No offense to paddleboarding, but logrolling is the coolest new (er, really old) workout on the water.
PREPARE TO GET SOAKED. The goal of logrolling, a sport that dates to the lumberjack and logging camp era, is to dislodge your opponent (i.e., make them fall in the water) without using your hands. In competitions, forcing three out of five falls wins the match. For recreation, though, “most people just try to stay on and have fun,” says Shana Verstegen, cofounder of Madison Log Rolling club in Wisconsin (and a six-time world-champion pro logroller!). Every summer, kids and adults flock to her program on Lake Wingra for logrolling matches, private lessons and parties. It’s not only an entertaining way to beat the heat, but solid exercise too: Logrolling tests your cardiovascular fitness, as well as your endurance, coordination, balance and concentration, Verstegen says.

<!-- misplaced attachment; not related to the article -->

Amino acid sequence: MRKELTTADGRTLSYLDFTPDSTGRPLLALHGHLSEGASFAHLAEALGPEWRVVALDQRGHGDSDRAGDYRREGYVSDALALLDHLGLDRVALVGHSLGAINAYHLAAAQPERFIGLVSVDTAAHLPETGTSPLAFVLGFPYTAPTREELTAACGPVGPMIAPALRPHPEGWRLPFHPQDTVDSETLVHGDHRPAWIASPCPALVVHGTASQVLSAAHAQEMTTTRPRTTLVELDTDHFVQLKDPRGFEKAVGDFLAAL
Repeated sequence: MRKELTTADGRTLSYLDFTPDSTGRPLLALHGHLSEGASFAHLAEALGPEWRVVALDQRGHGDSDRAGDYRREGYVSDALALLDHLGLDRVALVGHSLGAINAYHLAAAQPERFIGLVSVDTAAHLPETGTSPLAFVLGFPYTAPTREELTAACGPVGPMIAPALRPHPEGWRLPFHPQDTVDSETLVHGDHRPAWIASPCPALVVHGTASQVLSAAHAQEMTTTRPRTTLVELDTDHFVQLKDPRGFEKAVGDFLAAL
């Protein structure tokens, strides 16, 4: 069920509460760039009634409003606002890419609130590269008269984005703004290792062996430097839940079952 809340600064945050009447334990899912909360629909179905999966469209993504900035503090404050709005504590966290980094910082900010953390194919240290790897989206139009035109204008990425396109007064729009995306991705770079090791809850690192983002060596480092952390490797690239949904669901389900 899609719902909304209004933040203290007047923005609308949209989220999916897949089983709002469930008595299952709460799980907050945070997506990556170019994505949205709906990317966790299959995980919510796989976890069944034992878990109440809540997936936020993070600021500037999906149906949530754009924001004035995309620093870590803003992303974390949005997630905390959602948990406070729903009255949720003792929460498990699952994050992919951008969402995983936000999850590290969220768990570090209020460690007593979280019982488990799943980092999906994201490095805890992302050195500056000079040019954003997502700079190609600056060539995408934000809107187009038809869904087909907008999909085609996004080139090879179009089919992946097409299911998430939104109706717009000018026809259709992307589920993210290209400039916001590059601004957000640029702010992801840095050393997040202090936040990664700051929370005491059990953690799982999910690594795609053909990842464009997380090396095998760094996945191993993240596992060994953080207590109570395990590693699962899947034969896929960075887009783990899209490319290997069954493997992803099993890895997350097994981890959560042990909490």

While her program still uses actual logs—western red cedar, as the sport requires—a Minneapolis company called Key Log Rolling has made the sport accessible with 65-pound synthetic logs that feel like the real thing. Their website is helpful for finding logrolling opportunities (such as at YMCAS or university rec centers), and they even rent logs to take to the cabin for a few days. keylogrolling.com; madisonlogrolling.com